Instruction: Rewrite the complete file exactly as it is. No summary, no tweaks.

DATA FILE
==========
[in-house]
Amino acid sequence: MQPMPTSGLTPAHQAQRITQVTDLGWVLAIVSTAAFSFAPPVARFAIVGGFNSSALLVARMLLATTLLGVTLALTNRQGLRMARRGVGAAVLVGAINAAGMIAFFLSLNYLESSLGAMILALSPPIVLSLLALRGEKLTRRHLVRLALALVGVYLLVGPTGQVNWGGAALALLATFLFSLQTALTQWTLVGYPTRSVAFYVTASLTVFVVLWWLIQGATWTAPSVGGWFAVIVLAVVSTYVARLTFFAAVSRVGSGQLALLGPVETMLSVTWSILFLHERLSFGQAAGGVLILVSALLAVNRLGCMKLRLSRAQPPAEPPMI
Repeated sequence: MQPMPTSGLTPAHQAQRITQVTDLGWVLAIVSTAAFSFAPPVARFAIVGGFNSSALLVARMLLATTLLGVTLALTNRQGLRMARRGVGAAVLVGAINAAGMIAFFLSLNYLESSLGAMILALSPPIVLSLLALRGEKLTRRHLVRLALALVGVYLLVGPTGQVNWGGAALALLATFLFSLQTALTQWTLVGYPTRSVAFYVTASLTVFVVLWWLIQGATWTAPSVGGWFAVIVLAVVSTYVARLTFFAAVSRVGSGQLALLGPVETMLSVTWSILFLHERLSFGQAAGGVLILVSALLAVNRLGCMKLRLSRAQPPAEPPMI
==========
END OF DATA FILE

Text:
[in-house]
Amino acid sequence: MQPMPTSGLTPAHQAQRITQVTDLGWVLAIVSTAAFSFAPPVARFAIVGGFNSSALLVARMLLATTLLGVTLALTNRQGLRMARRGVGAAVLVGAINAAGMIAFFLSLNYLESSLGAMILALSPPIVLSLLALRGEKLTRRHLVRLALALVGVYLLVGPTGQVNWGGAALALLATFLFSLQTALTQWTLVGYPTRSVAFYVTASLTVFVVLWWLIQGATWTAPSVGGWFAVIVLAVVSTYVARLTFFAAVSRVGSGQLALLGPVETMLSVTWSILFLHERLSFGQAAGGVLILVSALLAVNRLGCMKLRLSRAQPPAEPPMI
Repeated sequence: MQPMPTSGLTPAHQAQRITQVTDLGWVLAIVSTAAFSFAPPVARFAIVGGFNSSALLVARMLLATTLLGVTLALTNRQGLRMARRGVGAAVLVGAINAAGMIAFFLSLNYLESSLGAMILALSPPIVLSLLALRGEKLTRRHLVRLALALVGVYLLVGPTGQVNWGGAALALLATFLFSLQTALTQWTLVGYPTRSVAFYVTASLTVFVVLWWLIQGATWTAPSVGGWFAVIVLAVVSTYVARLTFFAAVSRVGSGQLALLGPVETMLSVTWSILFLHERLSFGQAAGGVLILVSALLAVNRLGCMKLRLSRAQPPAEPPMI